Orwin had a look. “It looks great. Let it cool before you remove it from the pan. In the meantime, let’s whip up the chocolate topping.”
When the chocolate topping was complete, Orwin flipped the cake onto the glass pedestal. After, he apologized.
“I want to apologize for earlier. I don’t have an issue with the blacks. Besides, you seem a nice young woman with her head on straight.”
I didn’t want to accept Orwin’s apology, but I did anyway, and he was somewhat glad.
“So, were you out there protesting for George Floyd and the others,” Orwin asked.
“Yes. I participated in the peaceful protests.”
“That’s good to know. I’d hate to think you one of the hoodlums who busted out the shop's windows. Do you know how much replacing the glass will cost me?”
“More than I have at the moment.”
I completed coating the cake with the chocolate, and Orwin was impressed.
“The cake looks nice for a beginner baker with no experience,” Orwin said. “But, I suppose, all women come to find baking and cooking easy.” He walked away and returned with a box. “Go on, place it inside there.”
When I finally placed the cake inside the box, Orwin was curious.
“What surgery did your friend get,” Orwin asked.
“A sex change.”
Orwin’s face dimmed, and his lips curled at my answer. “You mean this cake is for one of those Transgender freaks.”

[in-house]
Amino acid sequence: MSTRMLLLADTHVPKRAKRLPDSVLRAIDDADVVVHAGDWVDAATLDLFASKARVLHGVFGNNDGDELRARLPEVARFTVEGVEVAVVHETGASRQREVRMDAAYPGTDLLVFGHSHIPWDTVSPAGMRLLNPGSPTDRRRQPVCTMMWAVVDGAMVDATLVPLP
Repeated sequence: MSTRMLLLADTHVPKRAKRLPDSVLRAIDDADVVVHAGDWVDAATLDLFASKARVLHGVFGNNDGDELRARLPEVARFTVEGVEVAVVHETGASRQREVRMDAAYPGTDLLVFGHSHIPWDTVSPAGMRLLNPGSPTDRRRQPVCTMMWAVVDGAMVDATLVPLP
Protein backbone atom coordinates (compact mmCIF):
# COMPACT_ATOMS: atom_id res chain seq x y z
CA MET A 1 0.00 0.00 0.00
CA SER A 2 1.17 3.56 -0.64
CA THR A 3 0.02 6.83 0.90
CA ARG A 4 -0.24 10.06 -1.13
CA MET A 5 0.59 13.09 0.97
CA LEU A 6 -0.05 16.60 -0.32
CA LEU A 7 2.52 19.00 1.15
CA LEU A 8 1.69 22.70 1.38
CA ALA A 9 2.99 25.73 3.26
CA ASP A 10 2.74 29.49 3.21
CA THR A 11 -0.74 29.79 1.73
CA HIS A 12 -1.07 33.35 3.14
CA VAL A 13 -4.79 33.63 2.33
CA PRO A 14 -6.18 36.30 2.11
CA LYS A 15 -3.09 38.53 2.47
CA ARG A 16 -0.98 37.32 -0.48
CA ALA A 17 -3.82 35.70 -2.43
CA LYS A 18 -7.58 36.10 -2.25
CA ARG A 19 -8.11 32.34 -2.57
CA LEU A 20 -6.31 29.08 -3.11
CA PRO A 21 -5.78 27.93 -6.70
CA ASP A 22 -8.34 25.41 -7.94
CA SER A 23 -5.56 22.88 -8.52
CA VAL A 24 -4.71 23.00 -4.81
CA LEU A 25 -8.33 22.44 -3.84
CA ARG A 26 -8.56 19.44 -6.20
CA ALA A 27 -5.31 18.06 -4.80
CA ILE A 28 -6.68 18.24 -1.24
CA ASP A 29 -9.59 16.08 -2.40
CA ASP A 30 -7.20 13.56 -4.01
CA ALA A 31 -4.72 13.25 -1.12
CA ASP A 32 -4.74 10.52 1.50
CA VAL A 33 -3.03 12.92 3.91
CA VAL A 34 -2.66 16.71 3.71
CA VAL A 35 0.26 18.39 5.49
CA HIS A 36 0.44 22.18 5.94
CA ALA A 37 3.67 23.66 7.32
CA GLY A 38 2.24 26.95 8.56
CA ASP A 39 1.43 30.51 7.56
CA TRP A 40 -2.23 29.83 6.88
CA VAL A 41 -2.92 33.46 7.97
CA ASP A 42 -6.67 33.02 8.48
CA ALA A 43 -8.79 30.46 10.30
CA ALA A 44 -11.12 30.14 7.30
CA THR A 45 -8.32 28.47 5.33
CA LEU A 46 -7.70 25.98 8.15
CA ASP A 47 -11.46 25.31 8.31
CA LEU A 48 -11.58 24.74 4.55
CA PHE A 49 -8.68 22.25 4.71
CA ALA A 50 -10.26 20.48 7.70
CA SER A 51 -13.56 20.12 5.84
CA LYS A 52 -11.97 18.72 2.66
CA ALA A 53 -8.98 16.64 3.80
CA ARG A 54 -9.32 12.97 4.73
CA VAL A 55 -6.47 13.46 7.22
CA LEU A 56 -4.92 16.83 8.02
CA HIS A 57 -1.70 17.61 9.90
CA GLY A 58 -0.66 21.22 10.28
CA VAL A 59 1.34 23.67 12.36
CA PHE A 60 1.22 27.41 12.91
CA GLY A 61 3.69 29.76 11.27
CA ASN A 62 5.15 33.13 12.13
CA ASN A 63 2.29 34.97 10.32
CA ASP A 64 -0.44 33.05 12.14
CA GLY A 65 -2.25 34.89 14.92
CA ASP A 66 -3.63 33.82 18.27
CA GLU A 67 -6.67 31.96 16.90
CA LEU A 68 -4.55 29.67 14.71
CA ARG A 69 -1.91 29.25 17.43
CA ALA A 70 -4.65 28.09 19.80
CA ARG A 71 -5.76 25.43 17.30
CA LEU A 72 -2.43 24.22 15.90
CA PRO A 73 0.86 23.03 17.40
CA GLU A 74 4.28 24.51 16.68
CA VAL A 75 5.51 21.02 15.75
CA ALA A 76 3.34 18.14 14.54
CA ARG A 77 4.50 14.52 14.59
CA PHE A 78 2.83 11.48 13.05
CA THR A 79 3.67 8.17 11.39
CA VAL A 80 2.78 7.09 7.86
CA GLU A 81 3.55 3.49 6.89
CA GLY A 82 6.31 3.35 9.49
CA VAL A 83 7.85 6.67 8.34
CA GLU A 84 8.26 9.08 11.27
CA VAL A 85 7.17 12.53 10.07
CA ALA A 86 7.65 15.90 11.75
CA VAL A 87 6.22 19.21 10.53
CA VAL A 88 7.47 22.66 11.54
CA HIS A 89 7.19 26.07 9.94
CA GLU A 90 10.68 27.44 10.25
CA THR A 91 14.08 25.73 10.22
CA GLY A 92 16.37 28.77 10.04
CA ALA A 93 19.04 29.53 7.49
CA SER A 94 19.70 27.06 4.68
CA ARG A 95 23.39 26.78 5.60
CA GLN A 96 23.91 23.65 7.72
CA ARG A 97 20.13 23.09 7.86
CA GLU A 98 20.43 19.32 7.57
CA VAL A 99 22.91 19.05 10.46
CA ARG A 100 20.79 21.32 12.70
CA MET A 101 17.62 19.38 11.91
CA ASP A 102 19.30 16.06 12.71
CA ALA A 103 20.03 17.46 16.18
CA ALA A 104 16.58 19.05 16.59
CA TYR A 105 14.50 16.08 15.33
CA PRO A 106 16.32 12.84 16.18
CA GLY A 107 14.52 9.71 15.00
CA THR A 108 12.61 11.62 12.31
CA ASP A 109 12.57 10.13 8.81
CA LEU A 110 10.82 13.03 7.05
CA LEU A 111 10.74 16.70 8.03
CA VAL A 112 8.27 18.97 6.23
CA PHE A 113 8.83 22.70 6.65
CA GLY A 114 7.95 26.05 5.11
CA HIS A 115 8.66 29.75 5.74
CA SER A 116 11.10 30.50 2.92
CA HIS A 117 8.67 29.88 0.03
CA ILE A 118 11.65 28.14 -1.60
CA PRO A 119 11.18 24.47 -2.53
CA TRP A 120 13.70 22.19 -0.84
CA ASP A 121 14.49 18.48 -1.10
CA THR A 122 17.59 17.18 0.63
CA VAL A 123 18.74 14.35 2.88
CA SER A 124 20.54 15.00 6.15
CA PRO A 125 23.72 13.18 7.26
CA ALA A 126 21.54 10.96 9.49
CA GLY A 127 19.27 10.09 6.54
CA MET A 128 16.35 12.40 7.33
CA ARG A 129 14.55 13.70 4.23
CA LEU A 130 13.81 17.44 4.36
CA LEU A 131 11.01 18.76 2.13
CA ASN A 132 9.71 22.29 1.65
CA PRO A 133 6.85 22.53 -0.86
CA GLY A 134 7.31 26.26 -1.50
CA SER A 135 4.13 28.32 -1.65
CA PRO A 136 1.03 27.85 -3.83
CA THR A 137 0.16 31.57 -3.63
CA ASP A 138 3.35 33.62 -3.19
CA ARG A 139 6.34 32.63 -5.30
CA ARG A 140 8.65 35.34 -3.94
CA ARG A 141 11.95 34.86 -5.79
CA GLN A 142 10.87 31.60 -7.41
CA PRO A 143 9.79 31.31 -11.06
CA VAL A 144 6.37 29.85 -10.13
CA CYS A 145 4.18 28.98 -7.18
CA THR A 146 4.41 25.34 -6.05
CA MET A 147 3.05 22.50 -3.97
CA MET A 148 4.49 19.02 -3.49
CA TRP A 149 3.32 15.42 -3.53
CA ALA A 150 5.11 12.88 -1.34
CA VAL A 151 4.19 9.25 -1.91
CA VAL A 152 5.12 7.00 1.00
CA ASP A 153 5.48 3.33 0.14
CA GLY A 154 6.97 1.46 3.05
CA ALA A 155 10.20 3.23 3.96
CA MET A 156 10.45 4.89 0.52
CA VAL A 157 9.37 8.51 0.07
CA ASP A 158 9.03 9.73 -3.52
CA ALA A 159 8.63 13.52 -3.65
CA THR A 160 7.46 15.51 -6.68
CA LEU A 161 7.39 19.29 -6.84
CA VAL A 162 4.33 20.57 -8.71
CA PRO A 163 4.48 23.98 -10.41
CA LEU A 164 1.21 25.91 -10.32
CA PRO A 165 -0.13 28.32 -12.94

“Excuse me. My friend is no freak.”
“I will not participate in this nonsense? Men are not women, and women are not men. God didn’t allow his only begotten son die on the cross for freaks to roam the earth.”
I was so angry at Orwin’s words and philosophy that I wanted to burst. “If you feel that way, then I won’t use your service.”
“But you already paid. And the cake is finished.”
“I don’t care. I won’t gift my friend a cake baked with hatred.”
I threw the cake to the ground, collected my coat, and placed my mask on. When I exited, I saw Orwin through the only window. He was content in his stance while looking down at the cake that covered his shop’s floor.
The next day, I called my friend, Jenny, and learned that her recovery was going accordingly. But became speechless when I learned she received a chocolate cake before my calling. I didn’t tell Jenny about what happened between Orwin and me at the bakery because I didn’t want to upset her or spoil her transition. In fact, the nurse who delivered the chocolate cake to Jenny said that an old man delivered it, along with a note that read: Dear friend, this cake was created with love. From your friend, Missy. Happy transition.
A week later, I found myself walking in the neighborhood where Orwin’s bakery was located. I wanted to keep walking past the shop, but something in me wanted to thank Orwin for baking the chocolate cake for Jenny and delivering it to her hospital room. When I finally entered the shop, I was met with a blonde woman who seemed in grief. When I asked her about Orwin, she told me that he had died from Covid. The woman was his granddaughter.